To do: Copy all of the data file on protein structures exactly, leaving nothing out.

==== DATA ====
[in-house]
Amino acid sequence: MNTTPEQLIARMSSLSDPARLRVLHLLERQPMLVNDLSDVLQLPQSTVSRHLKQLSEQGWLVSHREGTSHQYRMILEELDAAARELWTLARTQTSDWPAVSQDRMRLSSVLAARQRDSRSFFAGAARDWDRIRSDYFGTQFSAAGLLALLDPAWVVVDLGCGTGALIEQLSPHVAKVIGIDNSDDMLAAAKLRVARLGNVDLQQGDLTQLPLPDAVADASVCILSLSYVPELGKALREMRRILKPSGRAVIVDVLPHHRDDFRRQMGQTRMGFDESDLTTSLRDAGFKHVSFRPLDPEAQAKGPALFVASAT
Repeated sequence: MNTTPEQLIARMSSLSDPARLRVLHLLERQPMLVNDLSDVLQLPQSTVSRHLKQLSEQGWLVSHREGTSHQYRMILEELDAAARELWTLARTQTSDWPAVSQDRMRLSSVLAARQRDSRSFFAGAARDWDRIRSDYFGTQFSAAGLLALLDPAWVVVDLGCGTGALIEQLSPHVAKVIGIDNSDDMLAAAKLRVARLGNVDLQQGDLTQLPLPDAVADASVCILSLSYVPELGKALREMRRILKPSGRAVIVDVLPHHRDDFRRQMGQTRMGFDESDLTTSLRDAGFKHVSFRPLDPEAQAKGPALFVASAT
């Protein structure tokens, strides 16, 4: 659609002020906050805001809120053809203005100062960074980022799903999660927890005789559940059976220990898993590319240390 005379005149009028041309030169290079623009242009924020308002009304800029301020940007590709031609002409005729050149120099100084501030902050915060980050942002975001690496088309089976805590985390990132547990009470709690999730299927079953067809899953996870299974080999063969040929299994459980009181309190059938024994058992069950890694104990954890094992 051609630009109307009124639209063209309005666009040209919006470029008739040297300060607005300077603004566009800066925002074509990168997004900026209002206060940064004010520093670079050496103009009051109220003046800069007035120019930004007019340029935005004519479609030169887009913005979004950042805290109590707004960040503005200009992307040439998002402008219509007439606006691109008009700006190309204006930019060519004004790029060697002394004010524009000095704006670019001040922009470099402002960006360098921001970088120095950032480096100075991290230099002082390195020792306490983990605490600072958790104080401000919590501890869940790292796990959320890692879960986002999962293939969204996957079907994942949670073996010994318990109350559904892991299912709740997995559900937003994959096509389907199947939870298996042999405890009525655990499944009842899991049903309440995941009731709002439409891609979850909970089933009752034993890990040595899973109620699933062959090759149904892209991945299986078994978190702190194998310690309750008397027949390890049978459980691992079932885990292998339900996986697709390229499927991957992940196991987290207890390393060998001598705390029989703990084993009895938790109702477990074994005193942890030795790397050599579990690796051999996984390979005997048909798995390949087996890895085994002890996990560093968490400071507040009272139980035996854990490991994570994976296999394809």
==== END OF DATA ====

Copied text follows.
[in-house]
Amino acid sequence: MNTTPEQLIARMSSLSDPARLRVLHLLERQPMLVNDLSDVLQLPQSTVSRHLKQLSEQGWLVSHREGTSHQYRMILEELDAAARELWTLARTQTSDWPAVSQDRMRLSSVLAARQRDSRSFFAGAARDWDRIRSDYFGTQFSAAGLLALLDPAWVVVDLGCGTGALIEQLSPHVAKVIGIDNSDDMLAAAKLRVARLGNVDLQQGDLTQLPLPDAVADASVCILSLSYVPELGKALREMRRILKPSGRAVIVDVLPHHRDDFRRQMGQTRMGFDESDLTTSLRDAGFKHVSFRPLDPEAQAKGPALFVASAT
Repeated sequence: MNTTPEQLIARMSSLSDPARLRVLHLLERQPMLVNDLSDVLQLPQSTVSRHLKQLSEQGWLVSHREGTSHQYRMILEELDAAARELWTLARTQTSDWPAVSQDRMRLSSVLAARQRDSRSFFAGAARDWDRIRSDYFGTQFSAAGLLALLDPAWVVVDLGCGTGALIEQLSPHVAKVIGIDNSDDMLAAAKLRVARLGNVDLQQGDLTQLPLPDAVADASVCILSLSYVPELGKALREMRRILKPSGRAVIVDVLPHHRDDFRRQMGQTRMGFDESDLTTSLRDAGFKHVSFRPLDPEAQAKGPALFVASAT
């Protein structure tokens, strides 16, 4: 659609002020906050805001809120053809203005100062960074980022799903999660927890005789559940059976220990898993590319240390 005379005149009028041309030169290079623009242009924020308002009304800029301020940007590709031609002409005729050149120099100084501030902050915060980050942002975001690496088309089976805590985390990132547990009470709690999730299927079953067809899953996870299974080999063969040929299994459980009181309190059938024994058992069950890694104990954890094992 051609630009109307009124639209063209309005666009040209919006470029008739040297300060607005300077603004566009800066925002074509990168997004900026209002206060940064004010520093670079050496103009009051109220003046800069007035120019930004007019340029935005004519479609030169887009913005979004950042805290109590707004960040503005200009992307040439998002402008219509007439606006691109008009700006190309204006930019060519004004790029060697002394004010524009000095704006670019001040922009470099402002960006360098921001970088120095950032480096100075991290230099002082390195020792306490983990605490600072958790104080401000919590501890869940790292796990959320890692879960986002999962293939969204996957079907994942949670073996010994318990109350559904892991299912709740997995559900937003994959096509389907199947939870298996042999405890009525655990499944009842899991049903309440995941009731709002439409891609979850909970089933009752034993890990040595899973109620699933062959090759149904892209991945299986078994978190702190194998310690309750008397027949390890049978459980691992079932885990292998339900996986697709390229499927991957992940196991987290207890390393060998001598705390029989703990084993009895938790109702477990074994005193942890030795790397050599579990690796051999996984390979005997048909798995390949087996890895085994002890996990560093968490400071507040009272139980035996854990490991994570994976296999394809």